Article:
“How are you a trans man but present female? ????”
– Some rando on Instagram
“You think you’re a guy, but you always wear these dresses. You’re some kind of freak.”
– Former family friend
“These dresses, your style, and your long hair are all girl things … I don’t understand why you’re so determined to be a ‘tomboy’. It’s not your nature.”
– My mom
“I could never go out in public looking like that and not feel massive amounts of dysphoria. You’re obviously just a very confused cis woman.”
– Some rando on Reddit
“So, tell me … how do you wear dresses, and think of yourself as a ‘he’?”
– Former coworker
I’ve always had a soft spot in my heart for performance art.
Performance art is different from the performing arts. The latter involves putting on performances — such as singing, dancing, or acting — to be consumed by an audience without their explicit participation. The former, on the other hand, is the act of putting on a real-time, often interactive experience for the intended audience.
The intended audience may not even know that they are an audience, which makes it all the more fun.
An example of the performing arts is putting on a play about a trans boy who dresses like a girl to make people question the role of gender aesthetics in society. The play follows the boy as he goes to a dress shop looking like a “girl” and gets misgendered a few times by people in the store. He stops and corrects them; when they express confusion about his gender identity, he explains himself. The audience sits back and watches; all the action happens on the stage.
An example of performance art, on the other hand, is to just be in a dress shop one day and have someone who you think is a girl walk in, only to have them reveal that they’re actually a guy. The audience is part of the action; what they do and say influence the outcome and thus the piece of art as a whole. Do they react with disbelief, confusion, horror? The purpose of the performance here would be to make people question the role of gender aesthetics in society by creating a disturbance in their real lives.
I consider myself primarily a writer and a visual artist, but my two favorite projects both fall under the “performance art” category.
The first is called Fake and Basic. It’s a brand that looks like standard Instagram-girl fare on the surface, but makes you go “oh, what the fuck?” if you choose to look a little deeper. It pairs showy, colorful, “basic” images with stuff that, up until about a year ago, I couldn’t imagine sharing with even my best friend. The purpose of Fake and Basic is to talk about very real shit under the guise of being frivolous. The project is made up of a website and an Instagram account.
The second is called Sweetly Subversive, but informally I refer to it as “my personal style.” It consists of looking like a dolled-up, ultra girly girl while behaving like my slightly crass, overtly honest, queer-as-all-hell transmasculine self. Sometimes I go for a classic Southern belle vibe, and other times I’m more modern and trendy, but a dress, heels, styled hair, and makeup are always part of the look. The purpose of Sweetly Subversive is to attempt to dispel the notion put forth by the majority of books and movies — that a person who likes dresses, heels, and pink is always a girly girl with traditionally feminine values.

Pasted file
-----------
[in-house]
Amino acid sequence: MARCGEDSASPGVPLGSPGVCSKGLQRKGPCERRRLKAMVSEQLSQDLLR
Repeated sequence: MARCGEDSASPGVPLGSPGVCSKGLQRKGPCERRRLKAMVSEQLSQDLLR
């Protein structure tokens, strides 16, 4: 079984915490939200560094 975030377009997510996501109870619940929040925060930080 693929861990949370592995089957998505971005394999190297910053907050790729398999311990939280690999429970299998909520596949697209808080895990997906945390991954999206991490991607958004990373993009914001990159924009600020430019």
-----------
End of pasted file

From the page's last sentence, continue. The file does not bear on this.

All the girly girls wear pink
In all of the stories I consumed growing up, characters mostly conformed to stereotypes. Looks served as shortcuts to their behaviors and personalities, especially when it came to gender.
Every character who wore dresses or liked pink was portrayed as a “girly girl” — Marie from The Aristocats, Regina George from Mean Girls, Princess Peach from Nintendo’s Mario franchise, Sharpay Evans from High School Musical, and the antagonistic girlfriend from Taylor Swift’s “You Belong With Me” music video are the examples that come off the top of my head at the moment.  They were either bitchy, stuck up, or helpless, but they were also beloved, admired, popular, worth saving. This was only reinforced by the pink, feminine aesthetic they all shared.
Marie is a prissy lady [photo source]
Regina George is a self-absorbed bitch [photo source]
Princess Peach always needs to be saved [photo source]
Sharpay Evans is high-maintenance and must always have her way [photo source]
The unnamed girlfriend of Taylor Swift’s “You Belong With Me” music video is possessive, mean, and demanding [photo source]
Look at all of that pink! That well-done hair (even in Marie’s case)! Those facial expressions! I get that visual cues in art are necessary to convey a character’s personality, but come on. When all of the characters you think of off the top of your head conform to this stereotype, there’s a problem.
I could never for the life of me figure out whether or not these characters were supposed to be likeable. I hated all of them on principle, because they made it seem as though liking pink or liking dresses was directly correlated to being feminine. Where were the femme characters who weren’t like this? I wanted to see characters in frilly dresses who weren’t afraid of getting dirty, characters with immaculately done hair and makeup being loud and outspoken. I wanted the princess to save the knight for once, goddammit. Weren’t all royals taught how to be valiant and to fight well?